We recognized the need to increase the diversity of our membership early on, says ESA Executive Director Katherine McCarter. The Society took a number of steps towards this goal in which the SEEDS program has figured prominently.
McCarter notes that the ultimate measure of success has been in the great strides ESA has made in membership numbers of underrepresented populations.
In 1992, underrepresented minorities represented 5.7 percent of the Societys membership. In 2006, that number had grown to 11 percent. The number of American Indian/Alaska Native members more than doubled and that of African American members nearly tripled.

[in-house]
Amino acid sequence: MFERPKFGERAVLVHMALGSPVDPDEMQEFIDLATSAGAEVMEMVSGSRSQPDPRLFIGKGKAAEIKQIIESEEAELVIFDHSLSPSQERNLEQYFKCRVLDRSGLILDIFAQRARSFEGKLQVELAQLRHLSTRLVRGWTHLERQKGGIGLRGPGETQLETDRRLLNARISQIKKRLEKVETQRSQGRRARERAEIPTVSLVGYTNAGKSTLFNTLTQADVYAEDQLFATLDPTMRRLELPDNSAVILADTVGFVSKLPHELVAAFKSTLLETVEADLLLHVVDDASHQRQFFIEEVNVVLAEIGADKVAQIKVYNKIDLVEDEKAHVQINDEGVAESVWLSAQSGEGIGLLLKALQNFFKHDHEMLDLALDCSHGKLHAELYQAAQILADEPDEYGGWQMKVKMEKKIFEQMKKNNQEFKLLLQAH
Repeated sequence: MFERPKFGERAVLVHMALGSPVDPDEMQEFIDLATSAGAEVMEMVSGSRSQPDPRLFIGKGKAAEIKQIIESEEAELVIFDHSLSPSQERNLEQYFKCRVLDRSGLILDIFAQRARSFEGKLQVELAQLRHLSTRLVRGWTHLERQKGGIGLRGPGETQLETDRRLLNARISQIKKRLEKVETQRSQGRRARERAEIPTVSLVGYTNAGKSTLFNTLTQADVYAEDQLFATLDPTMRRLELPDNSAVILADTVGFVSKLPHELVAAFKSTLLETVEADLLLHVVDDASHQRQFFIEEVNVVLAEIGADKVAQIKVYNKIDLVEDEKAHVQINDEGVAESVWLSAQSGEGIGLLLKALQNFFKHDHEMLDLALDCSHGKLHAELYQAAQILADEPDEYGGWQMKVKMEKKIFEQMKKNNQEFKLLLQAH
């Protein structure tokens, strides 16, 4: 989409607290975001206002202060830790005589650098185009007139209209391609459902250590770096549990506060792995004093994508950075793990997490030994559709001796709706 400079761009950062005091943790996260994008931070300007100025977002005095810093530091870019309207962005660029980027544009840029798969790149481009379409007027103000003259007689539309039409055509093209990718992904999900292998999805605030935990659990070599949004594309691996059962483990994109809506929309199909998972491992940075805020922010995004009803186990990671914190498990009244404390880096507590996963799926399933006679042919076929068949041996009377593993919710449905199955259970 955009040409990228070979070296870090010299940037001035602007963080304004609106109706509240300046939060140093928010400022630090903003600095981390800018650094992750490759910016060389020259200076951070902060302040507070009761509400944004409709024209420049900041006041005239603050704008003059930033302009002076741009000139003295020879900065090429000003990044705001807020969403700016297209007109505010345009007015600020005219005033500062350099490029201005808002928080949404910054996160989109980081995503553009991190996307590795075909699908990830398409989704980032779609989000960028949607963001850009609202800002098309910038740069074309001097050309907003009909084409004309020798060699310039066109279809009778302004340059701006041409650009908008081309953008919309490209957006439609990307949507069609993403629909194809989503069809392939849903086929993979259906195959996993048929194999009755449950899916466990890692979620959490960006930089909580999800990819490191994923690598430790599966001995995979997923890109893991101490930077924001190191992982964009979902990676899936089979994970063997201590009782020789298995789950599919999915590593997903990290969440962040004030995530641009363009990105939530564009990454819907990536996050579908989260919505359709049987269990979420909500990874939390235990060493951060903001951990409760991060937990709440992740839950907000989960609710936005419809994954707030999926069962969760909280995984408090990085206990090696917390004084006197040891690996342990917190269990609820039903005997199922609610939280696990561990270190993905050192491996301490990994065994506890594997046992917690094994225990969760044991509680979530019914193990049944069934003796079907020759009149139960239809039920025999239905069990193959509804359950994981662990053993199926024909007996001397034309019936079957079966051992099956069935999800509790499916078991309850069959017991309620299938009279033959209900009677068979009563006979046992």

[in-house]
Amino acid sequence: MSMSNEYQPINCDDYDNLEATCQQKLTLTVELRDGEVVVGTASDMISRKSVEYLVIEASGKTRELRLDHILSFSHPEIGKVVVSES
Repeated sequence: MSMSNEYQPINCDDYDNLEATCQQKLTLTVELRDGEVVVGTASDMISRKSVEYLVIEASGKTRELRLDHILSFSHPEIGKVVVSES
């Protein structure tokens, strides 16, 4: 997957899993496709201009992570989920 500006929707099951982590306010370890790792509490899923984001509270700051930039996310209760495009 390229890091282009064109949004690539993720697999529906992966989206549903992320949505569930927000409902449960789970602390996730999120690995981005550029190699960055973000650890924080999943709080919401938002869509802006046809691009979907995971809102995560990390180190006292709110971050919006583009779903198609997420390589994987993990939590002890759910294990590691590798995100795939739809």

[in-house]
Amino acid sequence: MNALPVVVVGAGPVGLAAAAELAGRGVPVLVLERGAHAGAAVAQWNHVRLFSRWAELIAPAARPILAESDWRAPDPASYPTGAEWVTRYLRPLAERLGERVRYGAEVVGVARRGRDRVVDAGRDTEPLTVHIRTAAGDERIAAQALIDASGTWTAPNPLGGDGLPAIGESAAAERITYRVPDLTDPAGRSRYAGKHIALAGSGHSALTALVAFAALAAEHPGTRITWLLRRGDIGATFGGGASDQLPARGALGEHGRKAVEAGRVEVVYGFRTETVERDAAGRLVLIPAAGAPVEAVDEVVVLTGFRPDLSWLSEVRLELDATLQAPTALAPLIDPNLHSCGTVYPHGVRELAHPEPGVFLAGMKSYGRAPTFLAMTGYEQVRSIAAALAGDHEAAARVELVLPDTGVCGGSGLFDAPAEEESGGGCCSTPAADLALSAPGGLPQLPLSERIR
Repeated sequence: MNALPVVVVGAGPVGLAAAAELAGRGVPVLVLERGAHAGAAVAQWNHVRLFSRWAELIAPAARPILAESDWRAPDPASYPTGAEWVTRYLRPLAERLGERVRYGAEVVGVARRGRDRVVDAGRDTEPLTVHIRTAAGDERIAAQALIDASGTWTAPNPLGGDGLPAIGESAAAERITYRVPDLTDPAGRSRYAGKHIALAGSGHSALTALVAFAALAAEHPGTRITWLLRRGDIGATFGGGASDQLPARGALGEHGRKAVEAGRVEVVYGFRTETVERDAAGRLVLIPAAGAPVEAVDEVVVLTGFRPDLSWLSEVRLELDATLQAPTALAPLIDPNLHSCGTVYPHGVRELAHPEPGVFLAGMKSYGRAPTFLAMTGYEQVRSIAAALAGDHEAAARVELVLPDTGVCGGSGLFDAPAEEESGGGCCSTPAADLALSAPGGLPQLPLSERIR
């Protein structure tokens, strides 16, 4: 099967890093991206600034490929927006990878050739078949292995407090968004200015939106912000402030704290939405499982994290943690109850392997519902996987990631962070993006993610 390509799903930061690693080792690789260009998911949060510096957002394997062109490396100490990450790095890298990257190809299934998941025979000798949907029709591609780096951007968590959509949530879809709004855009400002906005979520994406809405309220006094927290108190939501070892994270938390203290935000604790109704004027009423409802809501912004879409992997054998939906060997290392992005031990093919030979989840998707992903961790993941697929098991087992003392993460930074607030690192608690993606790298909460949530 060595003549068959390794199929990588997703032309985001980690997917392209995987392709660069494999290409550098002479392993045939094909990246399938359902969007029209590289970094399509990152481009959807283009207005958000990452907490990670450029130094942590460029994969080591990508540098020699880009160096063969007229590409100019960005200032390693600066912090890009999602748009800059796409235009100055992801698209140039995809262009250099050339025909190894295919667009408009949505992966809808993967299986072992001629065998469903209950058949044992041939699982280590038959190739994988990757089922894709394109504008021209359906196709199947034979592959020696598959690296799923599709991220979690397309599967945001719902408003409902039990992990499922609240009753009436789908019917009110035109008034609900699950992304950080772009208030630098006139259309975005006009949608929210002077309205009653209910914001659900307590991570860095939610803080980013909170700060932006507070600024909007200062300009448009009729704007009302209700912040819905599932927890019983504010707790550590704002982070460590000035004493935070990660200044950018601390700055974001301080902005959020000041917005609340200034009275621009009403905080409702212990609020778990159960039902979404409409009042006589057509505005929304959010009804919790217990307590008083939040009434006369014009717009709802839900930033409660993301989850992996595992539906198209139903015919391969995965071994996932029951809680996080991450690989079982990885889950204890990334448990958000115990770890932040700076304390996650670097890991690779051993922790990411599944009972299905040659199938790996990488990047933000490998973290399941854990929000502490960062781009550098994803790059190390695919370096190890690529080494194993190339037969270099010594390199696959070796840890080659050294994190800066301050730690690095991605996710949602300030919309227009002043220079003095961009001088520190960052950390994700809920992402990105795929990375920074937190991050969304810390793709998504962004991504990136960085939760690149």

Its imperative that we draw from the talent of the broad spectrum of the U.S. population who will bring the range of creativity, skills, and approaches needed to address ecological challenges, says ESA President Christensen.
The Society has made a long-term commitment to continue the mentoring opportunities for students and members alike, particularly those organized and supported at the Societys annual meetings. It plans to dedicate the presidential award to supporting travel for underrepresented students to continue to attend the annual scientific conference and to participate in the mentoring activities sponsored at these yearly events.
|Contact: Nadine Lymn|
Ecological Society of America